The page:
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With a Gates Foundation grant, Stanford launches major effort to expedite vaccine discovery

Mark DavisThe vaccine field got a major boost today with the announcement that the Bill & Melinda Gates Foundation will invest $50 million in a new collaboration with Stanford's School of Medicine to speed the development of vaccines for some of the world’s major scourges. The funds will support the new Stanford Human Systems Immunology Center, a multidisciplinary effort led by immunologist Mark Davis, PhD.

In recent decades, efforts to develop vaccines for major killers such as HIV and malaria have been stymied in part by the expense and time involved in conducting large-scale trials, which have often proved disappointing. Through the new initiative, scientists will use advanced immunological tools to better understand how vaccines provide protection and identify the most promising candidates to pursue in clinical trials.

What we need is a new generation of vaccines and new approaches to vaccination

“What we need is a new generation of vaccines and new approaches to vaccination,” said Davis, director of the Stanford Institute for Immunity, Transplantation and Infection. “This will require a better understanding of the human immune response and clearer predictions about vaccine efficacy for particular diseases.”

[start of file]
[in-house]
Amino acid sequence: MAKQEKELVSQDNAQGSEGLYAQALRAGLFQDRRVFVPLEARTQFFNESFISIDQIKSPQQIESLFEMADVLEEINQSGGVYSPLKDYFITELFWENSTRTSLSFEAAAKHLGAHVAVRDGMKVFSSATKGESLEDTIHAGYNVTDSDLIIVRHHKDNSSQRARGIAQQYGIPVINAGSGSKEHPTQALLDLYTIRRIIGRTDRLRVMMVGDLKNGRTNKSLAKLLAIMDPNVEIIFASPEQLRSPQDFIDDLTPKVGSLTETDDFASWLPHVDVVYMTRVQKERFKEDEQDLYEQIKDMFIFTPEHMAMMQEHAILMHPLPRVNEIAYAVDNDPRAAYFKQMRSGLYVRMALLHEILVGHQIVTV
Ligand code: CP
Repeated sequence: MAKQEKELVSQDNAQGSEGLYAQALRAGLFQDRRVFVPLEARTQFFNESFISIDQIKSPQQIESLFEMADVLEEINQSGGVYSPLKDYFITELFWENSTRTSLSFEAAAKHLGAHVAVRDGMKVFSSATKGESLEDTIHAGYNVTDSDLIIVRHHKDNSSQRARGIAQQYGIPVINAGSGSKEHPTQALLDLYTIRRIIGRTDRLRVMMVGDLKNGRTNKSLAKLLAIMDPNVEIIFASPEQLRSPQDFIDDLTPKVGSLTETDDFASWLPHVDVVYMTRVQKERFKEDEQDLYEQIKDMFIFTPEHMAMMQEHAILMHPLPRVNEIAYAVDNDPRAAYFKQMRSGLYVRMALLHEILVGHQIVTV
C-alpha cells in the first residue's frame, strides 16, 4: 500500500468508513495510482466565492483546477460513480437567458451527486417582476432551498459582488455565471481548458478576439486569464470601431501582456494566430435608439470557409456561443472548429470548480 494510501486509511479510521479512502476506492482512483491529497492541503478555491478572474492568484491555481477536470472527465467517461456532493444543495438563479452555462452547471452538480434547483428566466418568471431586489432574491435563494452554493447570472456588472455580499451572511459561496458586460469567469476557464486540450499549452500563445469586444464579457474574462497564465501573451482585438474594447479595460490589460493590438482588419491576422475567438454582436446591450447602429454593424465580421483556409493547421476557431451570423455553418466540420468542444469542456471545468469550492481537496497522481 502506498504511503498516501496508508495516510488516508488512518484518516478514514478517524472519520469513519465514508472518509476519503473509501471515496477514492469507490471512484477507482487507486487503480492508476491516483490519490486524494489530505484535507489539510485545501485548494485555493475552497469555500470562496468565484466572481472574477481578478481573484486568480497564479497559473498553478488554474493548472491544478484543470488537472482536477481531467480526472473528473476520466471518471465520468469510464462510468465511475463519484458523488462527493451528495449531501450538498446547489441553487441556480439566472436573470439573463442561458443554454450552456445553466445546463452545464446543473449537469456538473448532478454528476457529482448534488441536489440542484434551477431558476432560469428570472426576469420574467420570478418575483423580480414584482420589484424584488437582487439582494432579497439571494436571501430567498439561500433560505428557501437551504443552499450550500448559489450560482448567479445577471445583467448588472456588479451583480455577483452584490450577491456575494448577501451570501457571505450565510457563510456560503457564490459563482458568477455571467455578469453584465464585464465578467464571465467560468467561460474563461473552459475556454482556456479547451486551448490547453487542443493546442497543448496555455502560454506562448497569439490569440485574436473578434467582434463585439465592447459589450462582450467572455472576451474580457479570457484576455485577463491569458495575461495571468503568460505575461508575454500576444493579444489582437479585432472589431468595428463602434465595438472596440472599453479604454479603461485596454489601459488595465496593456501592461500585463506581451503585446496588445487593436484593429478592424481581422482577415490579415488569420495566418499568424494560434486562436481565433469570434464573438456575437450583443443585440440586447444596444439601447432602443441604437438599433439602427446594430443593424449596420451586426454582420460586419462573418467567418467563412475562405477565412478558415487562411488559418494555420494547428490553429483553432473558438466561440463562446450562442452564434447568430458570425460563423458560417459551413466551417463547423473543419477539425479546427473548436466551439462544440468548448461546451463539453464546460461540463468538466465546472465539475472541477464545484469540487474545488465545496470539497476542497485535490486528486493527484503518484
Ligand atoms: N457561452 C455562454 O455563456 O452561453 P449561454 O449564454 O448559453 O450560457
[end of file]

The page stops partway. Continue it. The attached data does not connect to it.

The 10-year initiative will involve multiple faculty from diverse fields, including medicine, engineering and computer science. It will capitalize on a range of technologies, some of which have been pioneered at Stanford, which can rapidly analyze individual cells and provide a detailed profile of the human immune response, with all of its various components.

“This grant will provide crucial support to Stanford’s world-class scientists as they collaborate with investigators around the globe to assess vaccines against some of the most formidable diseases of our time,” said Lloyd B. Minor, dean of Stanford’s medical school. “The Stanford Human Systems Immunology Center will help the most promising vaccine candidates to move quickly and efficiently from the lab to the front lines of treatment, impacting countless lives.”

Previously: Knight in lab: In days of yore, postdoc armed with quaint research tools found immunology's Holy Grail
Photo of Mark Davis by Steve Fisch

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